The Half Orange. Since you’re reading this on my blog, you probably are familiar with this joint. If not, this article is a good start.

Fruitvale, our neighborhood in East Oakland, is one of the centers of Mexican cuisine and culture in the whole Bay Area. The Mexican food here is superb.

Taqueria Campos. Probably the most famous eatery on this list, being covered by both multiple regional and national media. But you wouldn’t know it from the cozy old six-table dining room and warm hospitality. And the cooking is astounding. It’s not really a taqueria in the Mission burrito sense — they specialize in Jalisco-style stews and other homestyle dishes.

Tacos El As documented here, these are my favorite tacos in the US. Get the tripa.

La Torta Loca. It’s a Mexico-City style torta shop in the foyer of a laundromat, which itself is awesome, but not as awesome as the tortas are! I also like their “flautas” (which are basically what we expat San Diegans call “rolled tacos”).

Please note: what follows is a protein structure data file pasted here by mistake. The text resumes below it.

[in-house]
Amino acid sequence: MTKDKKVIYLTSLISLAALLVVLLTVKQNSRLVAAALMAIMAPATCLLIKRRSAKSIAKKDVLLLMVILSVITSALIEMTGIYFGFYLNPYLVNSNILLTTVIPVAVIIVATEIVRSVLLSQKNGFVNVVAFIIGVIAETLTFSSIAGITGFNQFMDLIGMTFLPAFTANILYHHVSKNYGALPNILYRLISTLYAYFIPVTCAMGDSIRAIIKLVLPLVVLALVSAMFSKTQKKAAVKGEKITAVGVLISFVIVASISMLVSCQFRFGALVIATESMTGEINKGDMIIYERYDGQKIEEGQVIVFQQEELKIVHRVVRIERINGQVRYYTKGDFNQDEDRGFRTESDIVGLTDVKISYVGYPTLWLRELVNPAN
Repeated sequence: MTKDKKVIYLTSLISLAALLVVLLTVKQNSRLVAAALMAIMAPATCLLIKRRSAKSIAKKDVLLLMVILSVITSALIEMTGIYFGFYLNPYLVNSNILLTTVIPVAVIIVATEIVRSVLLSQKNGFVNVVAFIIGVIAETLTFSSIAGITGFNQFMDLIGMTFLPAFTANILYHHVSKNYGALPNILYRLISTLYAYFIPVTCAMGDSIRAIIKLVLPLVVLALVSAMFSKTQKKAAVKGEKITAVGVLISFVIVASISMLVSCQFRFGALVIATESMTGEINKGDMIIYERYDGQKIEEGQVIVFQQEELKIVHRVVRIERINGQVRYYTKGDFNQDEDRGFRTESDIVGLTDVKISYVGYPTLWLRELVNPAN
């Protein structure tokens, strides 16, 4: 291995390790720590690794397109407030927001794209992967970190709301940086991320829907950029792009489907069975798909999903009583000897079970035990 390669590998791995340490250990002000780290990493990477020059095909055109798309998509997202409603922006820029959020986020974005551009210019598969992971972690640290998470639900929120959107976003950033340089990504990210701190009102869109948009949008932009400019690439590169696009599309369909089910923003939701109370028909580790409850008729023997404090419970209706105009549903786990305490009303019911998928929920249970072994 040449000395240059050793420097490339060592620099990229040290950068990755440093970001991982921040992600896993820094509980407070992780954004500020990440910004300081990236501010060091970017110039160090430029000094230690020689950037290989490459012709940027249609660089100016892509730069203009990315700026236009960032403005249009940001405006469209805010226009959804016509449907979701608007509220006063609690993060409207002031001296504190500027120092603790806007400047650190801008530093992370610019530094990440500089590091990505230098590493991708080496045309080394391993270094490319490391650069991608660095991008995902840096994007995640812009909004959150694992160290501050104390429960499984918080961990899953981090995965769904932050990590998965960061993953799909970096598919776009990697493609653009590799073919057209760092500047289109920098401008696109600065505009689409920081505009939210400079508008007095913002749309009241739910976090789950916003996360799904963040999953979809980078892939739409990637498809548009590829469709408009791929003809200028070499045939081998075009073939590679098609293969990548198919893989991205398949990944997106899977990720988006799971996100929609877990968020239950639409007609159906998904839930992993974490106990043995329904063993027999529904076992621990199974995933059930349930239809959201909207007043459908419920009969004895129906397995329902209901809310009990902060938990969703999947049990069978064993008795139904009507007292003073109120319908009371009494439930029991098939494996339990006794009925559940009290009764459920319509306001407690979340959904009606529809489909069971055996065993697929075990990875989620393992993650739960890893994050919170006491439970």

El Huarache Azteca. These folks are wizards with the masa-based dishes of Mexico City such as huaraches, sopes and (thick corn masa) quesadillas. Their blue masa tlacoyo really scratches an itch for me.

4 Caminos. Maybe it’s just the name, but the breakfasts here evoke my old favorite Mexican breakfasts at El Correcamino’s in the Valle de Guadalupe. I get the machaca con huevos.

We’ve got at least two great Lao restaurants in these parts, and I’ve heard of a third (here in Fruitvale) but I haven’t had a chance to check it out yet. The two below also serve Vietnamese and Thai dishes. We always stick to pretty much our favorite order at either: Nam Kao (rice ball salad), avocado/shrimp spring rolls, Lao sausage, and maybe one other item. The food at both of these places is dependably very delicious.

Vientiane Cafe. This is in the Allendale neighborhood, doesn’t serve beer or wine, and usually (in my experience) does not have a wait for seating. We generally order to-go because we like to enjoy some wine with our meal.

Champa Garden. Regionally famous (Michelin Bib Gourmand) and usually a wait for a table. They offer some interesting beers (I like the Beer Lao dark) and a selection of Navarro wines. It’s closer to the lake on 8th Avenue in the San Antonio/Clinton neighborhood.


Fists of Flour. One of the best pizzerias in the Bay Area, and they deliver. So, you know, perfect.

BBQ & Soul Food